Fig. 2.

Identification of SALL1 as a marker for testis part formation in mole ovotestes. (A) Top 20 enhancer regions ranked by enhancer score and specificity of expression of the associated gene in the testis part of the ovotestis. Two SALL1 enhancers are highly ranked (2 and 16). (B) SALL1 expression levels in RPKM (reads per kilobase million) from mole RNA-seq data at different developmental time points. (C) Spatio-temporal profile of SALL1 expression in mole ovotestes (immunofluorescence; SALL1 in red, DAPI in blue). SALL1 is spatially restricted to the medullary (testicular) region of the mole ovotestis at E20 and is also present in the testis part thereafter. Inset shows localization to Sertoli-like cells. OP, ovarian part; TP, testicular part. Scale bars: 100 µm. (D) Double immunostaining for SALL1 and FOXL2 in adult ovotestes. SALL1-positive cells are absent in the ovary part, contrary to the testis part, where both markers colocalize in the spherules (equivalent to testis cords). Scale bar: 100 µm. (E) Spatial expression of SALL1 is absent in adult female hedgehog (Atelerix albiventris, left) and adult female shrew (Sorex araneus, right) (immunofluorescence; SALL1 in green, ovarian marker FOXL2 in red). Scale bars: 1000 µm (black); 20 µm (white).

Fig. 2.

Identification of SALL1 as a marker for testis part formation in mole ovotestes. (A) Top 20 enhancer regions ranked by enhancer score and specificity of expression of the associated gene in the testis part of the ovotestis. Two SALL1 enhancers are highly ranked (2 and 16). (B) SALL1 expression levels in RPKM (reads per kilobase million) from mole RNA-seq data at different developmental time points. (C) Spatio-temporal profile of SALL1 expression in mole ovotestes (immunofluorescence; SALL1 in red, DAPI in blue). SALL1 is spatially restricted to the medullary (testicular) region of the mole ovotestis at E20 and is also present in the testis part thereafter. Inset shows localization to Sertoli-like cells. OP, ovarian part; TP, testicular part. Scale bars: 100 µm. (D) Double immunostaining for SALL1 and FOXL2 in adult ovotestes. SALL1-positive cells are absent in the ovary part, contrary to the testis part, where both markers colocalize in the spherules (equivalent to testis cords). Scale bar: 100 µm. (E) Spatial expression of SALL1 is absent in adult female hedgehog (Atelerix albiventris, left) and adult female shrew (Sorex araneus, right) (immunofluorescence; SALL1 in green, ovarian marker FOXL2 in red). Scale bars: 1000 µm (black); 20 µm (white).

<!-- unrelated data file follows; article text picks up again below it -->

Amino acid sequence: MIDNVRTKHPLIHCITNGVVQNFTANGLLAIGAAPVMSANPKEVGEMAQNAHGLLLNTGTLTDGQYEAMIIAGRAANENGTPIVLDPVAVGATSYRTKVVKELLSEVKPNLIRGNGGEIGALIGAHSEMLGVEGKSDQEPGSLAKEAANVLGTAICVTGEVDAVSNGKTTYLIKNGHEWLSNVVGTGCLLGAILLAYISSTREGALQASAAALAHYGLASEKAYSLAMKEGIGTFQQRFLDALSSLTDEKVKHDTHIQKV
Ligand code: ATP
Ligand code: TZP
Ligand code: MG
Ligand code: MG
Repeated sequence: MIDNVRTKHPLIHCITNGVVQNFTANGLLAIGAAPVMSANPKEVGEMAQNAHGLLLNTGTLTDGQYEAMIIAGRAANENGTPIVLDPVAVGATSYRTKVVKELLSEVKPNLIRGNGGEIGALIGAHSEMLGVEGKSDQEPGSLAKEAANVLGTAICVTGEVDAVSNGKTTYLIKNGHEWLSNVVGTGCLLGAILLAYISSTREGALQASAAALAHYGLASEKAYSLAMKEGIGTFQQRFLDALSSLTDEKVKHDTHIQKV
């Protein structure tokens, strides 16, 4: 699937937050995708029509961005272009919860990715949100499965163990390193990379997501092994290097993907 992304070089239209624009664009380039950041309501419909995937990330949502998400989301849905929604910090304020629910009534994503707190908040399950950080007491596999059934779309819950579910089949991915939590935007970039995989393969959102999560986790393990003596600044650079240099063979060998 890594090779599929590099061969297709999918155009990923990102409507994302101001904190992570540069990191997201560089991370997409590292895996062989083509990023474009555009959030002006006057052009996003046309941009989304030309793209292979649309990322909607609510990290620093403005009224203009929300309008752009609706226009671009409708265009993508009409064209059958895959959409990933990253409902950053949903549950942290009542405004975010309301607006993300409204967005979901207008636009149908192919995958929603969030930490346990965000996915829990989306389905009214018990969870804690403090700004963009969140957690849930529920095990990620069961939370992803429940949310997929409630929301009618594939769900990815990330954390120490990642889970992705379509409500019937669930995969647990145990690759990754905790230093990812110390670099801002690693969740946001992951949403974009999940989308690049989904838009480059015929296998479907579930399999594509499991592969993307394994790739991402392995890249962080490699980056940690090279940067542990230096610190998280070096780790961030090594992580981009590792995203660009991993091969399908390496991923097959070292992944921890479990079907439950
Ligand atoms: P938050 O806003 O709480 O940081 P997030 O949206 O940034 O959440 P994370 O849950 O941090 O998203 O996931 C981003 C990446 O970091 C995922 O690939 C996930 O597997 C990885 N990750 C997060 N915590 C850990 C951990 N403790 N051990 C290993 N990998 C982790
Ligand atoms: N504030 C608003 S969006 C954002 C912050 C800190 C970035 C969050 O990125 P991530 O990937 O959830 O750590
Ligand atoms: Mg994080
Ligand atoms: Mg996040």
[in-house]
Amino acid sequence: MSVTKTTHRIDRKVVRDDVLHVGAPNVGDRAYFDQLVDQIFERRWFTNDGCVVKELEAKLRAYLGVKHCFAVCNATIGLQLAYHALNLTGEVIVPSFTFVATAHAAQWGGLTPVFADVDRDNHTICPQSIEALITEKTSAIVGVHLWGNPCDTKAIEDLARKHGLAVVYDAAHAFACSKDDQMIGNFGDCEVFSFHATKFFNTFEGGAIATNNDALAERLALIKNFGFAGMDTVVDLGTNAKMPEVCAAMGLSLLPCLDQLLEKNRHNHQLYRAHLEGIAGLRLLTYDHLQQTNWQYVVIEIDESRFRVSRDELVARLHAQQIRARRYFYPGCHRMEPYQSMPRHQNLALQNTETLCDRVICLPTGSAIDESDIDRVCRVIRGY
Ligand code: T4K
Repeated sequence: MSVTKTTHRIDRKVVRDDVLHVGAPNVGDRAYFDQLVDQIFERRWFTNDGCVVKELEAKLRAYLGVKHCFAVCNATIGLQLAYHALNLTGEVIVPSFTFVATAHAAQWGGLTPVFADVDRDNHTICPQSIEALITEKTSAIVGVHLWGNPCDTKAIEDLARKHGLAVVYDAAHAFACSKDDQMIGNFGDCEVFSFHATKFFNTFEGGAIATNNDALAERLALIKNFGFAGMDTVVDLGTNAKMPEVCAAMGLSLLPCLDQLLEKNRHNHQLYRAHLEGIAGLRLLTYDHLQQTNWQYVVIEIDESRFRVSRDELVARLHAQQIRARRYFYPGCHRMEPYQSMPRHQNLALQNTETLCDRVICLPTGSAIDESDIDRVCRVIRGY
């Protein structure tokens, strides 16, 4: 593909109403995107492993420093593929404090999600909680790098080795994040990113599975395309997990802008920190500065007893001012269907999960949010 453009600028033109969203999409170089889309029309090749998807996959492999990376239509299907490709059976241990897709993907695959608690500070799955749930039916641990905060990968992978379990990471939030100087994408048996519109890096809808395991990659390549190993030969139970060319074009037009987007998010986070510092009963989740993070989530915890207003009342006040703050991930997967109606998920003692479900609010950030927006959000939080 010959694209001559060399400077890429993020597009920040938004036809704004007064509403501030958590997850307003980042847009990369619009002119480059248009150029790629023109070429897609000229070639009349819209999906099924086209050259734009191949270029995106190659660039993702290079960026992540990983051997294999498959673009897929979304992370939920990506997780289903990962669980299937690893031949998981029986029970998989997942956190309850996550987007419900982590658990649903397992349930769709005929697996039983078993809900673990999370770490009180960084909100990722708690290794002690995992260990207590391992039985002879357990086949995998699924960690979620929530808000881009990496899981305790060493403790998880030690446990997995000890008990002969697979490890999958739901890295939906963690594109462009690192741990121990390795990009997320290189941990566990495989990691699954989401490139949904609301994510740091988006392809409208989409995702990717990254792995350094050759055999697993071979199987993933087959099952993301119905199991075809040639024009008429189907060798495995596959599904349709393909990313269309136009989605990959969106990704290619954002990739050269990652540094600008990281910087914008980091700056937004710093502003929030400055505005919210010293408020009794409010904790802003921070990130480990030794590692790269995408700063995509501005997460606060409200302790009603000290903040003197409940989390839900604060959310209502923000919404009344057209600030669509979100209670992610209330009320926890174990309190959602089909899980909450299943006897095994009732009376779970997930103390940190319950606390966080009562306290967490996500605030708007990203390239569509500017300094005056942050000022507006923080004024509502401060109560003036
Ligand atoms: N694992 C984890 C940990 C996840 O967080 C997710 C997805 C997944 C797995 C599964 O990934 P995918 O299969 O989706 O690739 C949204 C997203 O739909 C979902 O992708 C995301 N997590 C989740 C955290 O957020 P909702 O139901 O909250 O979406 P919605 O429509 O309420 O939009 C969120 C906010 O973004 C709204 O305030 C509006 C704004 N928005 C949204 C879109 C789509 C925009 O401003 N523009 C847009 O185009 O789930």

To further explore the spatio-temporal dynamics of SALL1 expression, we performed immunostaining in mole gonads at different stages of development (Fig. 2C). This analysis revealed that SALL1 expression is specific to the mole female gonad and, importantly, that this expression is spatially restricted to the medullary region of the developing ovotestis, which is the precursor of the testicular tissue. Double immunostaining for SALL1 and FOXL2, a marker of female somatic cells (Nicol et al., 2018) (Fig. 2D) confirmed that SALL1 expression is restricted to the testicular part of the ovotestis. This staining also revealed that cells that are simultaneously positive for FOXL2 and SALL1 form the spherules, which are equivalent to testis cords and considered ‘Sertoli-like’ cells. Based on these results, the expression of SALL1 detected in the RNA-seq from the ovarian part of the adult ovotestis (Fig. 2B) is likely due to imperfect dissection of the tissue, which is especially challenging, as the two gonadal compartments are intricately connected at this stage. Therefore, the expression pattern of SALL1 is constant during the entire development and persists in adulthood, thus constituting a bona-fide marker for the testicular tissue of mole ovotestis.

We then explored the evolutionary conservation of SALL1 expression in other mammalian species. We examined the pattern of expression of Sall1 in mice by immunostaining and transcriptomic analyses. Immunostaining analyses showed a complete absence of SALL1 protein in mouse gonads at embryonic stage E13.5; however, the protein could be detected in known Sall1-expressing tissues, such as the embryonic kidneys (Fig. S1A). This observation is extended to adulthood, where RNA-seq data shows practically no expression in both males and females when compared with the mole (Fig. S1B). We further expanded our analysis of SALL1 expression to also include species from the order Eulipotyphla, which are evolutionarily close to moles (Douady et al., 2002). Specifically, we analyzed ovarian samples from the hedgehog Atelerix albiventris, as well as from the common shrew, Sorex araneus, the latter species belonging to the closest taxonomic group but developing normal ovaries. Immunostaining analyses showed the absence of SALL1 expression in the gonads of these two species (Fig. 2E). However, we could detect SALL1 in other control tissues such as neural tube or kidney from hedgehog and shrew, proving the specificity of the antibody used (Fig. S2A,B). In addition, the absence of expression of SALL1 in the ovaries of these species was further confirmed by RT-qPCR (Fig. S2C,D). Overall, these results indicate that SALL1 expression has been acquired during the evolution of mole ovotestes.